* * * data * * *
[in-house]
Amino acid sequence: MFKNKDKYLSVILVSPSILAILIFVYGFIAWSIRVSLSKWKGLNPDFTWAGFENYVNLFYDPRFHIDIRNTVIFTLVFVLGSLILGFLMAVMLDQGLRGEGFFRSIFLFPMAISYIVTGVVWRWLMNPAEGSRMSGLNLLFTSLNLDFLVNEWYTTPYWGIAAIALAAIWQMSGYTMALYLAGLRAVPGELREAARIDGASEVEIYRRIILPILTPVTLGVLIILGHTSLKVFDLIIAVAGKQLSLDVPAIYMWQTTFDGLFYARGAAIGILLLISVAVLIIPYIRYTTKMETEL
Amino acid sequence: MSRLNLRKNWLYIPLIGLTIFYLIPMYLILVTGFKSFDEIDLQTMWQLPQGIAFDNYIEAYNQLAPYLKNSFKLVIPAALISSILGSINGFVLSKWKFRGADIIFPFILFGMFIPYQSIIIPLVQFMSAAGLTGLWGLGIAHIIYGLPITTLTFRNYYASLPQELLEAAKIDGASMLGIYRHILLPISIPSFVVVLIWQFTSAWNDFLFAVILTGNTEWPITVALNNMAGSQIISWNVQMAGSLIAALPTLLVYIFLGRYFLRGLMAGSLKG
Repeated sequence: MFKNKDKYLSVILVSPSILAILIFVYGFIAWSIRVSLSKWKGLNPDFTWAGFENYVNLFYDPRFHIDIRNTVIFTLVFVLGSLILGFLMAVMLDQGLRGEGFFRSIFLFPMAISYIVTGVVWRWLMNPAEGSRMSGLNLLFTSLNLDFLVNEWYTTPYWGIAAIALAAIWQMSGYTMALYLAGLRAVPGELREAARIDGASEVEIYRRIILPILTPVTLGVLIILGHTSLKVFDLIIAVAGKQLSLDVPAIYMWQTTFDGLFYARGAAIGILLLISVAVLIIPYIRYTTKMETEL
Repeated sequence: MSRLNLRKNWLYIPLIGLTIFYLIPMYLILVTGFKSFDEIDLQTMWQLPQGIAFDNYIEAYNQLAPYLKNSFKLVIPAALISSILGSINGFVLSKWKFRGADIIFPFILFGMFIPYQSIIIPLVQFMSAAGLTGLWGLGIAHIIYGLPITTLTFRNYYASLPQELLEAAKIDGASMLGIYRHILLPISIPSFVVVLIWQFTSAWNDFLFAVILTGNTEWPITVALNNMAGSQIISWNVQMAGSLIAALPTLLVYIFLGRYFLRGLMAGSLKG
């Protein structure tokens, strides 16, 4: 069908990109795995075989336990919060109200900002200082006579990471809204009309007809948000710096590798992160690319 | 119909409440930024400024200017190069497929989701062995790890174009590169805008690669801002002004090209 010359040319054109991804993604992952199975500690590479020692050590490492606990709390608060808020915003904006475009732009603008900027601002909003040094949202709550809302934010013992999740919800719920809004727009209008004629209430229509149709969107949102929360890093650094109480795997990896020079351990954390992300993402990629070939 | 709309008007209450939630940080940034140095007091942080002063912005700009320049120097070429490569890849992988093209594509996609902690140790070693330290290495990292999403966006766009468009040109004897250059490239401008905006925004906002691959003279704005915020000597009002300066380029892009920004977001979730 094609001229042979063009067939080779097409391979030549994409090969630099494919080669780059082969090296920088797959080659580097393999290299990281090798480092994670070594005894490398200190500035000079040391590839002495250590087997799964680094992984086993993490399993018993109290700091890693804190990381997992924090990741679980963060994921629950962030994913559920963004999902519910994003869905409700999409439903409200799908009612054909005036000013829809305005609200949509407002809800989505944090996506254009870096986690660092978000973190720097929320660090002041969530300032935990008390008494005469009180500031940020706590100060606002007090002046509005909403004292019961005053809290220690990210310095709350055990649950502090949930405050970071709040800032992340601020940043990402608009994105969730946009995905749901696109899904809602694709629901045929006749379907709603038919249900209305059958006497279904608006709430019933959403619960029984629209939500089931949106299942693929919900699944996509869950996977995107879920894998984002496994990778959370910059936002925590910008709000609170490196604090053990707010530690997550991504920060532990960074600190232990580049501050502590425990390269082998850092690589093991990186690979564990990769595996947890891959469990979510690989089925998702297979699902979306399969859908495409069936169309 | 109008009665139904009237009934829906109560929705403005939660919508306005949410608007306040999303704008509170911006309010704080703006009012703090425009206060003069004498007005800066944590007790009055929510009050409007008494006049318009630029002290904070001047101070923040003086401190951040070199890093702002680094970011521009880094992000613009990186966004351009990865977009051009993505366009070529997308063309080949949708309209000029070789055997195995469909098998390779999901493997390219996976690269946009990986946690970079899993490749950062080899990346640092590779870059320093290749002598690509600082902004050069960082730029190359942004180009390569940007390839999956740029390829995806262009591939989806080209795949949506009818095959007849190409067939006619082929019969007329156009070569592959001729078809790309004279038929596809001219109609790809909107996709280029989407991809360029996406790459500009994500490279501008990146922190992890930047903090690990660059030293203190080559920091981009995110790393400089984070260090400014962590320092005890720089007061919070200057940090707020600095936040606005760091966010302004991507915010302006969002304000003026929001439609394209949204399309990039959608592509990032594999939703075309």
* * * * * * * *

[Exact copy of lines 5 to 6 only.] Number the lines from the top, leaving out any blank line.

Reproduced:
Repeated sequence: MSRLNLRKNWLYIPLIGLTIFYLIPMYLILVTGFKSFDEIDLQTMWQLPQGIAFDNYIEAYNQLAPYLKNSFKLVIPAALISSILGSINGFVLSKWKFRGADIIFPFILFGMFIPYQSIIIPLVQFMSAAGLTGLWGLGIAHIIYGLPITTLTFRNYYASLPQELLEAAKIDGASMLGIYRHILLPISIPSFVVVLIWQFTSAWNDFLFAVILTGNTEWPITVALNNMAGSQIISWNVQMAGSLIAALPTLLVYIFLGRYFLRGLMAGSLKG
């Protein structure tokens, strides 16, 4: 069908990109795995075989336990919060109200900002200082006579990471809204009309007809948000710096590798992160690319 | 119909409440930024400024200017190069497929989701062995790890174009590169805008690669801002002004090209 010359040319054109991804993604992952199975500690590479020692050590490492606990709390608060808020915003904006475009732009603008900027601002909003040094949202709550809302934010013992999740919800719920809004727009209008004629209430229509149709969107949102929360890093650094109480795997990896020079351990954390992300993402990629070939 | 709309008007209450939630940080940034140095007091942080002063912005700009320049120097070429490569890849992988093209594509996609902690140790070693330290290495990292999403966006766009468009040109004897250059490239401008905006925004906002691959003279704005915020000597009002300066380029892009920004977001979730 094609001229042979063009067939080779097409391979030549994409090969630099494919080669780059082969090296920088797959080659580097393999290299990281090798480092994670070594005894490398200190500035000079040391590839002495250590087997799964680094992984086993993490399993018993109290700091890693804190990381997992924090990741679980963060994921629950962030994913559920963004999902519910994003869905409700999409439903409200799908009612054909005036000013829809305005609200949509407002809800989505944090996506254009870096986690660092978000973190720097929320660090002041969530300032935990008390008494005469009180500031940020706590100060606002007090002046509005909403004292019961005053809290220690990210310095709350055990649950502090949930405050970071709040800032992340601020940043990402608009994105969730946009995905749901696109899904809602694709629901045929006749379907709603038919249900209305059958006497279904608006709430019933959403619960029984629209939500089931949106299942693929919900699944996509869950996977995107879920894998984002496994990778959370910059936002925590910008709000609170490196604090053990707010530690997550991504920060532990960074600190232990580049501050502590425990390269082998850092690589093991990186690979564990990769595996947890891959469990979510690989089925998702297979699902979306399969859908495409069936169309 | 109008009665139904009237009934829906109560929705403005939660919508306005949410608007306040999303704008509170911006309010704080703006009012703090425009206060003069004498007005800066944590007790009055929510009050409007008494006049318009630029002290904070001047101070923040003086401190951040070199890093702002680094970011521009880094992000613009990186966004351009990865977009051009993505366009070529997308063309080949949708309209000029070789055997195995469909098998390779999901493997390219996976690269946009990986946690970079899993490749950062080899990346640092590779870059320093290749002598690509600082902004050069960082730029190359942004180009390569940007390839999956740029390829995806262009591939989806080209795949949506009818095959007849190409067939006619082929019969007329156009070569592959001729078809790309004279038929596809001219109609790809909107996709280029989407991809360029996406790459500009994500490279501008990146922190992890930047903090690990660059030293203190080559920091981009995110790393400089984070260090400014962590320092005890720089007061919070200057940090707020600095936040606005760091966010302004991507915010302006969002304000003026929001439609394209949204399309990039959608592509990032594999939703075309």